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School funding raised
Friday, April 25, 2014
By MICKEY POWELL - Bulletin Staff Writer
The Martinsville City Public Schools will receive $150,000 more from the city in the new fiscal year that will start July 1.
Martinsville City Council made that decision in a 4-1 vote during a budget work session on Thursday. Councilman Mark Stroud dissented. He said after the meeting that he thinks the schools should get up to $300,000 extra.
Stroud’s wife, Darlene, is the schools’ human resources director. However, he said during the meeting that her salary is set by the superintendent, not the city council, so his vote would not be a conflict of interest.
The schools asked the city for $6,936,601 in local operating funds for the 2015 fiscal year, an increase of $576,070 over the current fiscal year.
However, the city’s fiscal 2015 budget proposal included level funding of $6,360,531 for the schools. The extra $150,000 brings the schools’ local funding to $6,510,531 and is a roughly 2.36 percent increase.
The schools’ adopted budget calls for adding 11 employees — specifically, eight teachers and three aides.
According to Superintendent Pam Heath, seven of the positions stemmed from state mandates. They include an elementary teacher needed due to a spike in students at that level as well as three teachers and three aides needed to handle special education caseloads, she has said.
Vice Mayor Gene Teague said he hopes the schools will spend the extra city dollars toward hiring those teachers. Mayor Kim Adkins indicated she agrees.
But legally, “the council can’t tell them how to spend” the money, Adkins said of the schools.
“All we can do,” Teague said, “is define the logic” for giving them more money.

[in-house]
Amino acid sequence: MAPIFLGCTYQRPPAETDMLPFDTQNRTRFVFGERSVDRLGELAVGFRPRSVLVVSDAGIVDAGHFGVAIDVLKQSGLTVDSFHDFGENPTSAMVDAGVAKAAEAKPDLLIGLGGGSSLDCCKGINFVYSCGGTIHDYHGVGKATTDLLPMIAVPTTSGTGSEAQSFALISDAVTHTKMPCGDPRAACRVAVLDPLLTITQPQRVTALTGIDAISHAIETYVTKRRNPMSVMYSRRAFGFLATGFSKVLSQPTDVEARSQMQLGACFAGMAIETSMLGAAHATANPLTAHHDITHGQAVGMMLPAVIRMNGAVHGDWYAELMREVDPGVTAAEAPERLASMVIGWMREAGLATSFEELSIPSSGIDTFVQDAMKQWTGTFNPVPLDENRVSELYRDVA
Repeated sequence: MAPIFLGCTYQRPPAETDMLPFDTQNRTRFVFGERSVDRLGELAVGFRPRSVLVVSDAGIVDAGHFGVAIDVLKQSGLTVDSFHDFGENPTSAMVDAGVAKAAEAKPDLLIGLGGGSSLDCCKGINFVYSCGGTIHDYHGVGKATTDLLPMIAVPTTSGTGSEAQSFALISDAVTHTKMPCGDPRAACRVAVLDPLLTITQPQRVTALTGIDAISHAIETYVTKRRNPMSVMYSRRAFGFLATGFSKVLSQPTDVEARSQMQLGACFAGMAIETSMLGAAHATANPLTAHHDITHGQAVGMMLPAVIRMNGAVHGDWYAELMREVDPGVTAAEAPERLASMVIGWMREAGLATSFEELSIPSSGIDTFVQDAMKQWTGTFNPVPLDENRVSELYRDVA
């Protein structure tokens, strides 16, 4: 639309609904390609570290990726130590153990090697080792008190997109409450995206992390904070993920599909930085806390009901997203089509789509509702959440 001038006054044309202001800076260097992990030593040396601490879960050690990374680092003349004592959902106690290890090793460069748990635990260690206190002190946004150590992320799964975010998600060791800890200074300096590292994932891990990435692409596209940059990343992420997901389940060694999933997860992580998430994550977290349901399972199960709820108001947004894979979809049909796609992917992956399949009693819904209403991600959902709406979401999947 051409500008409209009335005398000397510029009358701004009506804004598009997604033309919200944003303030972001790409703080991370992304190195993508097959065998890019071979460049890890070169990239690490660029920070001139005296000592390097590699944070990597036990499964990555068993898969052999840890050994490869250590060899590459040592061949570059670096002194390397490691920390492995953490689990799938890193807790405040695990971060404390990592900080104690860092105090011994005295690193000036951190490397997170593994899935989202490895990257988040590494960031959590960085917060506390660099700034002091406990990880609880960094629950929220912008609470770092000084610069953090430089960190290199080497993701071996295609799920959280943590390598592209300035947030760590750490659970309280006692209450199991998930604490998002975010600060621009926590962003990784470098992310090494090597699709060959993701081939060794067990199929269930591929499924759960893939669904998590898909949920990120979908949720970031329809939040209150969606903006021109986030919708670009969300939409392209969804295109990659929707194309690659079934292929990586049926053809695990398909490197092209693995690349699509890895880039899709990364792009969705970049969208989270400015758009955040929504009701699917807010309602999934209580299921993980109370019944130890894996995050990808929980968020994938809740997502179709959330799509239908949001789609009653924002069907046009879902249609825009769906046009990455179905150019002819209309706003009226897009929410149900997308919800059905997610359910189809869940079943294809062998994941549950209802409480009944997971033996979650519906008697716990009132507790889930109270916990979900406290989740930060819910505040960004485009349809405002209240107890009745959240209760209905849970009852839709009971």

Although she voted for the extra $150,000, Councilwoman Sharon Brooks Hodge said she was concerned about “sending a signal” to the schools that, when they want more money, all they have to do to get it is say it will go toward hiring teachers.
The schools also want to restore the JROTC program, which was dropped several years ago because of budget cuts. Heath has estimated the yearly cost at $150,000.
But the council indicated that its additional funding of the same amount should be put toward other things.
JROTC is “a great opportunity ... for some of our students,” such as those who cannot afford to go to college, to continue their education beyond high school through programs of the armed forces, Adkins said.
Hodge said, though, that she thinks the school system has not proven that it cannot reinstate JROTC with money it already has.
“It’s an important program,” Teague said, but spending when finances are tight “is about (setting) priorities.”
The council will allow the schools to use $160,000 out of any funds it has left over in the current fiscal year to replace some buses. Teague said that should be an impetus for the schools to manage their money wisely.
Neither Heath nor Martinsville School Board Chairman Robert Williams could be reached for comment Thursday night on the council’s vote.
Council members indicated that the extra money will be taken from the city’s fund balance, which includes reserve funds.
Also during Thursday’s budget meeting, Hodge recommended that the city’s parks and recreation department move to the housing office on Fourth Street if that building no longer is needed for the housing assistance program.
The city is proceeding with plans to transfer control of its housing program to the Danville Redevelopment & Housing Authority to save money. The U.S. Department of Housing and Urban Development ultimately must approve the transfer, according to Assistant City Manager Wayne Knox.
The parks and rec office is in the former Druid Hills School on Indian Trail, which also houses the schools’ administrative offices.
Officials have discussed moving the parks and rec office back to the municipal building, where it was until a few years ago.
People have complained about having to pay fees for parks and rec services at the treasurer’s office at the municipal building and then go to Indian Trail to pick up equipment, officials have said.
“We should not collect funds anywhere but” the municipal building, Finance Director Linda Conover told the council, based on what auditors have said, because “it is much more efficient and creates a better audit trail.”
Yet officials did not rule out moving parks and rec to Fourth Street.
City Manager Leon Towarnicki said the fiscal 2015 budget proposal includes operating expenses for the housing office building for the entire year.
Hodge said she made her suggestion because residents of the city’s West Side have voiced concern about losing the presence of city officials in their neighborhood.
If the housing office vacates the building and parks and rec does not move there, the building might can be used for the Martinsville Police Department’s Community Oriented Policing program, Stroud said.